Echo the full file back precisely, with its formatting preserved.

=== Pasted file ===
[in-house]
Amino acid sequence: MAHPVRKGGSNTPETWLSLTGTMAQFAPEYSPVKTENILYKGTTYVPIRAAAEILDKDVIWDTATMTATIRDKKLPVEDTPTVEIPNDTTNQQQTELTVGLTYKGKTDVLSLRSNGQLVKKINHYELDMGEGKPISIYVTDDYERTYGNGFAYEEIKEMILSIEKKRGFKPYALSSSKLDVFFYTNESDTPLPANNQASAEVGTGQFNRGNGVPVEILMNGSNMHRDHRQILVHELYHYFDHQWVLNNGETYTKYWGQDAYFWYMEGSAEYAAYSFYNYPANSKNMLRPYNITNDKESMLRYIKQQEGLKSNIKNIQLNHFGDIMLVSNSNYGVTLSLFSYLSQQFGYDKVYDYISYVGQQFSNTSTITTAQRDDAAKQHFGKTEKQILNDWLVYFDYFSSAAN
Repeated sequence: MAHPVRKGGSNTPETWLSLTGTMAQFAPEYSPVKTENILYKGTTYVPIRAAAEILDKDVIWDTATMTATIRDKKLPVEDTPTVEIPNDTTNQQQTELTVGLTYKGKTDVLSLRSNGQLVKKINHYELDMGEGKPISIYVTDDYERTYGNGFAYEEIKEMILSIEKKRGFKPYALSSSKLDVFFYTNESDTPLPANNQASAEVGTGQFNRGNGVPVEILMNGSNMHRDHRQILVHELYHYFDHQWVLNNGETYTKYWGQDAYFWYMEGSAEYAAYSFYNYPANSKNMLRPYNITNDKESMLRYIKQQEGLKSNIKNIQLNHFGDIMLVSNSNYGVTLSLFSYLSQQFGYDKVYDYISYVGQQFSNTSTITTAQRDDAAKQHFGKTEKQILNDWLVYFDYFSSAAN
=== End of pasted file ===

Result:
[in-house]
Amino acid sequence: MAHPVRKGGSNTPETWLSLTGTMAQFAPEYSPVKTENILYKGTTYVPIRAAAEILDKDVIWDTATMTATIRDKKLPVEDTPTVEIPNDTTNQQQTELTVGLTYKGKTDVLSLRSNGQLVKKINHYELDMGEGKPISIYVTDDYERTYGNGFAYEEIKEMILSIEKKRGFKPYALSSSKLDVFFYTNESDTPLPANNQASAEVGTGQFNRGNGVPVEILMNGSNMHRDHRQILVHELYHYFDHQWVLNNGETYTKYWGQDAYFWYMEGSAEYAAYSFYNYPANSKNMLRPYNITNDKESMLRYIKQQEGLKSNIKNIQLNHFGDIMLVSNSNYGVTLSLFSYLSQQFGYDKVYDYISYVGQQFSNTSTITTAQRDDAAKQHFGKTEKQILNDWLVYFDYFSSAAN
Repeated sequence: MAHPVRKGGSNTPETWLSLTGTMAQFAPEYSPVKTENILYKGTTYVPIRAAAEILDKDVIWDTATMTATIRDKKLPVEDTPTVEIPNDTTNQQQTELTVGLTYKGKTDVLSLRSNGQLVKKINHYELDMGEGKPISIYVTDDYERTYGNGFAYEEIKEMILSIEKKRGFKPYALSSSKLDVFFYTNESDTPLPANNQASAEVGTGQFNRGNGVPVEILMNGSNMHRDHRQILVHELYHYFDHQWVLNNGETYTKYWGQDAYFWYMEGSAEYAAYSFYNYPANSKNMLRPYNITNDKESMLRYIKQQEGLKSNIKNIQLNHFGDIMLVSNSNYGVTLSLFSYLSQQFGYDKVYDYISYVGQQFSNTSTITTAQRDDAAKQHFGKTEKQILNDWLVYFDYFSSAAN